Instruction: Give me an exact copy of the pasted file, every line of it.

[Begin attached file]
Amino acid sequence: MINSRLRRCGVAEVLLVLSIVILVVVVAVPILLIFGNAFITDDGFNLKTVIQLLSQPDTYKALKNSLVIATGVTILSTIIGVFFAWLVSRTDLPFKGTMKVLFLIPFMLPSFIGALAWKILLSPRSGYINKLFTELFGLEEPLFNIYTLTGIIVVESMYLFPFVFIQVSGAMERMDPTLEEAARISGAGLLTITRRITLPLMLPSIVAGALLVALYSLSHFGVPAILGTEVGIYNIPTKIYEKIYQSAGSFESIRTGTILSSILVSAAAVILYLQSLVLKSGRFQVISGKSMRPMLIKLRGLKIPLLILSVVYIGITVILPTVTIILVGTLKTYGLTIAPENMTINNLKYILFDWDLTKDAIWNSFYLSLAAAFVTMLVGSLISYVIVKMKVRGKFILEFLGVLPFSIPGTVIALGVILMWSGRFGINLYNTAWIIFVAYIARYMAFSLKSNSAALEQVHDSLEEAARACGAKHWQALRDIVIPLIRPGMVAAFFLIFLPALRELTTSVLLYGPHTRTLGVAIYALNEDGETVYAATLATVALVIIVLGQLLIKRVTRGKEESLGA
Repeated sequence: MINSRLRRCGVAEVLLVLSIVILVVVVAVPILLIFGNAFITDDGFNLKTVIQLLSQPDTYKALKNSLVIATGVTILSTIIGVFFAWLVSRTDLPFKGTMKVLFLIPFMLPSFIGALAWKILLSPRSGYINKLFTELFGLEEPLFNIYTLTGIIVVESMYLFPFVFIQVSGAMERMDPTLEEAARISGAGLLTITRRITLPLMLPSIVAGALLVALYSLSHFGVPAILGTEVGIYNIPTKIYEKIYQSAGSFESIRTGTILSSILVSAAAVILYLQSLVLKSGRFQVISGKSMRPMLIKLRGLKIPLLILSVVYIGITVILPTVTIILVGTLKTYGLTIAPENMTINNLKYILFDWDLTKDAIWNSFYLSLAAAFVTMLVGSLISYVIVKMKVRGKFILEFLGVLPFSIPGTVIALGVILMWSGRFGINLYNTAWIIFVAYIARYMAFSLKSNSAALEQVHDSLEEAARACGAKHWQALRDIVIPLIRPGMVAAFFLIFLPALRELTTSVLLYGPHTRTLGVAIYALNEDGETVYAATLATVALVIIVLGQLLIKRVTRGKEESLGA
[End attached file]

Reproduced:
Amino acid sequence: MINSRLRRCGVAEVLLVLSIVILVVVVAVPILLIFGNAFITDDGFNLKTVIQLLSQPDTYKALKNSLVIATGVTILSTIIGVFFAWLVSRTDLPFKGTMKVLFLIPFMLPSFIGALAWKILLSPRSGYINKLFTELFGLEEPLFNIYTLTGIIVVESMYLFPFVFIQVSGAMERMDPTLEEAARISGAGLLTITRRITLPLMLPSIVAGALLVALYSLSHFGVPAILGTEVGIYNIPTKIYEKIYQSAGSFESIRTGTILSSILVSAAAVILYLQSLVLKSGRFQVISGKSMRPMLIKLRGLKIPLLILSVVYIGITVILPTVTIILVGTLKTYGLTIAPENMTINNLKYILFDWDLTKDAIWNSFYLSLAAAFVTMLVGSLISYVIVKMKVRGKFILEFLGVLPFSIPGTVIALGVILMWSGRFGINLYNTAWIIFVAYIARYMAFSLKSNSAALEQVHDSLEEAARACGAKHWQALRDIVIPLIRPGMVAAFFLIFLPALRELTTSVLLYGPHTRTLGVAIYALNEDGETVYAATLATVALVIIVLGQLLIKRVTRGKEESLGA
Repeated sequence: MINSRLRRCGVAEVLLVLSIVILVVVVAVPILLIFGNAFITDDGFNLKTVIQLLSQPDTYKALKNSLVIATGVTILSTIIGVFFAWLVSRTDLPFKGTMKVLFLIPFMLPSFIGALAWKILLSPRSGYINKLFTELFGLEEPLFNIYTLTGIIVVESMYLFPFVFIQVSGAMERMDPTLEEAARISGAGLLTITRRITLPLMLPSIVAGALLVALYSLSHFGVPAILGTEVGIYNIPTKIYEKIYQSAGSFESIRTGTILSSILVSAAAVILYLQSLVLKSGRFQVISGKSMRPMLIKLRGLKIPLLILSVVYIGITVILPTVTIILVGTLKTYGLTIAPENMTINNLKYILFDWDLTKDAIWNSFYLSLAAAFVTMLVGSLISYVIVKMKVRGKFILEFLGVLPFSIPGTVIALGVILMWSGRFGINLYNTAWIIFVAYIARYMAFSLKSNSAALEQVHDSLEEAARACGAKHWQALRDIVIPLIRPGMVAAFFLIFLPALRELTTSVLLYGPHTRTLGVAIYALNEDGETVYAATLATVALVIIVLGQLLIKRVTRGKEESLGA